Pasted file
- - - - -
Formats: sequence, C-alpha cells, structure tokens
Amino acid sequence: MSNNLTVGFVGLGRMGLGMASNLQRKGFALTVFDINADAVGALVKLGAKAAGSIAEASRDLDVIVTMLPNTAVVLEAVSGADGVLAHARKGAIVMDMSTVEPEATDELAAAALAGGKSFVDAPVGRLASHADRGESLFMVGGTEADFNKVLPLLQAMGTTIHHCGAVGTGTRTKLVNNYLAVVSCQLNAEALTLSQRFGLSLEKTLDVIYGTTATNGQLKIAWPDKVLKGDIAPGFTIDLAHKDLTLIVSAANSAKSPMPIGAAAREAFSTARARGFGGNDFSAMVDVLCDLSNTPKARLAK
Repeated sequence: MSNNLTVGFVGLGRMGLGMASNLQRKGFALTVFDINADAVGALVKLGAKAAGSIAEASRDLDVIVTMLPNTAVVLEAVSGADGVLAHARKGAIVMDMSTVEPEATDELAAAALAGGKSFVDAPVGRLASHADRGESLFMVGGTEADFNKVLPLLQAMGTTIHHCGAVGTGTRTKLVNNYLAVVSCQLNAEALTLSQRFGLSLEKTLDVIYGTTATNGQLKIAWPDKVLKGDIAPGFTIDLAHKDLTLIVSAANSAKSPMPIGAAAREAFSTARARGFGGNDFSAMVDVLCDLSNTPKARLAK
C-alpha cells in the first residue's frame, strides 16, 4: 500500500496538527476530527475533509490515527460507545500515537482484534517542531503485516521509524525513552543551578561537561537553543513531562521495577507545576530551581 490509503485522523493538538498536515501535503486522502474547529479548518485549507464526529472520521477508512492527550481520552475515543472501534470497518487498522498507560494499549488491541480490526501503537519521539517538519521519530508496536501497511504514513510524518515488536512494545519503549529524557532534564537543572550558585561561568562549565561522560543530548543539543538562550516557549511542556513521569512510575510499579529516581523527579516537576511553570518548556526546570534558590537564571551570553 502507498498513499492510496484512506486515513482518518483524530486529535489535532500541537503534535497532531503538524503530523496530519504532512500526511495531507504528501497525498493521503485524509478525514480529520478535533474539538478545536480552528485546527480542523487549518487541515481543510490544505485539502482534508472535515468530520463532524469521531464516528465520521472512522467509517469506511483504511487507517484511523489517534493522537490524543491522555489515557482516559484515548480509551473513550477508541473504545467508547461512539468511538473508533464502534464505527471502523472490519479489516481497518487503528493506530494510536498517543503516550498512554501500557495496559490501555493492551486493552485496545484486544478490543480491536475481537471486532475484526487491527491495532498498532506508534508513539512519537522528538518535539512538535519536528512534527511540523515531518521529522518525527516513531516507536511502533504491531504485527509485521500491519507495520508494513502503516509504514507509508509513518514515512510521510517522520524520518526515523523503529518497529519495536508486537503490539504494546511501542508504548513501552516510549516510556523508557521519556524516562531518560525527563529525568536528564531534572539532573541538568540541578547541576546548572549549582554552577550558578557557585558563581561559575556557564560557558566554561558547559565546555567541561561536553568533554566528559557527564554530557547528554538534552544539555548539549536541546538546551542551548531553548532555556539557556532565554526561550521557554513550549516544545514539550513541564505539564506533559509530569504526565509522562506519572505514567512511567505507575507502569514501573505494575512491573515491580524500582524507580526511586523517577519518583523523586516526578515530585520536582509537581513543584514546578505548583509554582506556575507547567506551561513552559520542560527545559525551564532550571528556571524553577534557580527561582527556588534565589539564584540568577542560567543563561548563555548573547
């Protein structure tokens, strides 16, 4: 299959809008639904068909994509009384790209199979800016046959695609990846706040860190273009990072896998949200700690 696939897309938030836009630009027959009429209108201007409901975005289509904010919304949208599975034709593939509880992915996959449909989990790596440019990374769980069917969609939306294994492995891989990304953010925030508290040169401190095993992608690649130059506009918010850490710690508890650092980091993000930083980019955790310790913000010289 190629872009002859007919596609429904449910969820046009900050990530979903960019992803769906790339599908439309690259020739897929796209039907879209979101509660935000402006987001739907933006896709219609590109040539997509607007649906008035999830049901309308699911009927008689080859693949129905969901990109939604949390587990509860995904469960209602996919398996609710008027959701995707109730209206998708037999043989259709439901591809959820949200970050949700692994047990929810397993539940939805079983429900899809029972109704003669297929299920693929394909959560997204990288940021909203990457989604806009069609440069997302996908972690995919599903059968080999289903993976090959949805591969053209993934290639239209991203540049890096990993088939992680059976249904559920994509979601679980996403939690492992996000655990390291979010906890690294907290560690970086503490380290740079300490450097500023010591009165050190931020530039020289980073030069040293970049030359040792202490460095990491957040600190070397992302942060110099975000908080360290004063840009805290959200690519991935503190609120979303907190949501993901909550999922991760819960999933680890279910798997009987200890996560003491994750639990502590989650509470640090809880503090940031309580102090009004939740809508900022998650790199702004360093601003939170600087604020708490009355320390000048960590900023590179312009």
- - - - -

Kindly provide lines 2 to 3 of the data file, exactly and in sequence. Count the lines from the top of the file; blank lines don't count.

Amino acid sequence: MSNNLTVGFVGLGRMGLGMASNLQRKGFALTVFDINADAVGALVKLGAKAAGSIAEASRDLDVIVTMLPNTAVVLEAVSGADGVLAHARKGAIVMDMSTVEPEATDELAAAALAGGKSFVDAPVGRLASHADRGESLFMVGGTEADFNKVLPLLQAMGTTIHHCGAVGTGTRTKLVNNYLAVVSCQLNAEALTLSQRFGLSLEKTLDVIYGTTATNGQLKIAWPDKVLKGDIAPGFTIDLAHKDLTLIVSAANSAKSPMPIGAAAREAFSTARARGFGGNDFSAMVDVLCDLSNTPKARLAK
Repeated sequence: MSNNLTVGFVGLGRMGLGMASNLQRKGFALTVFDINADAVGALVKLGAKAAGSIAEASRDLDVIVTMLPNTAVVLEAVSGADGVLAHARKGAIVMDMSTVEPEATDELAAAALAGGKSFVDAPVGRLASHADRGESLFMVGGTEADFNKVLPLLQAMGTTIHHCGAVGTGTRTKLVNNYLAVVSCQLNAEALTLSQRFGLSLEKTLDVIYGTTATNGQLKIAWPDKVLKGDIAPGFTIDLAHKDLTLIVSAANSAKSPMPIGAAAREAFSTARARGFGGNDFSAMVDVLCDLSNTPKARLAK